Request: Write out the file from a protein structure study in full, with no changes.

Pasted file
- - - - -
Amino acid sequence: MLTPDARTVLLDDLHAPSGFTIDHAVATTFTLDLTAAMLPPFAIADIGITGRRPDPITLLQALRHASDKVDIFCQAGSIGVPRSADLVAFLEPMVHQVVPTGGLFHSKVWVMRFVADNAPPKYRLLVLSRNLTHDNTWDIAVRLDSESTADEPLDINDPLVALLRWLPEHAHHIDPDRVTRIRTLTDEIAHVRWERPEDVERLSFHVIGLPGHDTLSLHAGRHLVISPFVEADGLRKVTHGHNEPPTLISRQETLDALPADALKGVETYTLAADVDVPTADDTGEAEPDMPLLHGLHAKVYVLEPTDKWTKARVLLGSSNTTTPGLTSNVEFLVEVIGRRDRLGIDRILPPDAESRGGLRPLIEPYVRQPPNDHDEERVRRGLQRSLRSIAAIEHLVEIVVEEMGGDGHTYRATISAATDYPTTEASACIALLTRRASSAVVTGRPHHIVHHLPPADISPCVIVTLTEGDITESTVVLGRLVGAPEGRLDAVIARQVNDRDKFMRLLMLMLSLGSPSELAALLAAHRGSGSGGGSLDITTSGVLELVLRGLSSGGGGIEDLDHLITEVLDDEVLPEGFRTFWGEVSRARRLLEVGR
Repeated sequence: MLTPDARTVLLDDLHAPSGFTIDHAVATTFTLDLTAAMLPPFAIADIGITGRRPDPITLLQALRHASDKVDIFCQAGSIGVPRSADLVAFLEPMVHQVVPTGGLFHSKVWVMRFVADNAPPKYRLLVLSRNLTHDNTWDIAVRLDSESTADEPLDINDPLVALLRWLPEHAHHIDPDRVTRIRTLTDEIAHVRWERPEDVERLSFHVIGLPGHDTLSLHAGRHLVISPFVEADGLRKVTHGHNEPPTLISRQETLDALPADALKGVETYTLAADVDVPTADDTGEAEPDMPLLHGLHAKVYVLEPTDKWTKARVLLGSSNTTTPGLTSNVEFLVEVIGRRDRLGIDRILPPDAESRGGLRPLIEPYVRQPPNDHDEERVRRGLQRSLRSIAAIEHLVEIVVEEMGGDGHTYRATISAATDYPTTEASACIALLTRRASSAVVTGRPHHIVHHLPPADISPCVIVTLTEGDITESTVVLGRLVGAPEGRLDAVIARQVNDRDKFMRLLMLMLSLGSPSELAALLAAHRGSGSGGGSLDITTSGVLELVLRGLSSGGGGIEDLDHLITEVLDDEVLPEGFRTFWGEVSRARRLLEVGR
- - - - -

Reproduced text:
Amino acid sequence: MLTPDARTVLLDDLHAPSGFTIDHAVATTFTLDLTAAMLPPFAIADIGITGRRPDPITLLQALRHASDKVDIFCQAGSIGVPRSADLVAFLEPMVHQVVPTGGLFHSKVWVMRFVADNAPPKYRLLVLSRNLTHDNTWDIAVRLDSESTADEPLDINDPLVALLRWLPEHAHHIDPDRVTRIRTLTDEIAHVRWERPEDVERLSFHVIGLPGHDTLSLHAGRHLVISPFVEADGLRKVTHGHNEPPTLISRQETLDALPADALKGVETYTLAADVDVPTADDTGEAEPDMPLLHGLHAKVYVLEPTDKWTKARVLLGSSNTTTPGLTSNVEFLVEVIGRRDRLGIDRILPPDAESRGGLRPLIEPYVRQPPNDHDEERVRRGLQRSLRSIAAIEHLVEIVVEEMGGDGHTYRATISAATDYPTTEASACIALLTRRASSAVVTGRPHHIVHHLPPADISPCVIVTLTEGDITESTVVLGRLVGAPEGRLDAVIARQVNDRDKFMRLLMLMLSLGSPSELAALLAAHRGSGSGGGSLDITTSGVLELVLRGLSSGGGGIEDLDHLITEVLDDEVLPEGFRTFWGEVSRARRLLEVGR
Repeated sequence: MLTPDARTVLLDDLHAPSGFTIDHAVATTFTLDLTAAMLPPFAIADIGITGRRPDPITLLQALRHASDKVDIFCQAGSIGVPRSADLVAFLEPMVHQVVPTGGLFHSKVWVMRFVADNAPPKYRLLVLSRNLTHDNTWDIAVRLDSESTADEPLDINDPLVALLRWLPEHAHHIDPDRVTRIRTLTDEIAHVRWERPEDVERLSFHVIGLPGHDTLSLHAGRHLVISPFVEADGLRKVTHGHNEPPTLISRQETLDALPADALKGVETYTLAADVDVPTADDTGEAEPDMPLLHGLHAKVYVLEPTDKWTKARVLLGSSNTTTPGLTSNVEFLVEVIGRRDRLGIDRILPPDAESRGGLRPLIEPYVRQPPNDHDEERVRRGLQRSLRSIAAIEHLVEIVVEEMGGDGHTYRATISAATDYPTTEASACIALLTRRASSAVVTGRPHHIVHHLPPADISPCVIVTLTEGDITESTVVLGRLVGAPEGRLDAVIARQVNDRDKFMRLLMLMLSLGSPSELAALLAAHRGSGSGGGSLDITTSGVLELVLRGLSSGGGGIEDLDHLITEVLDDEVLPEGFRTFWGEVSRARRLLEVGR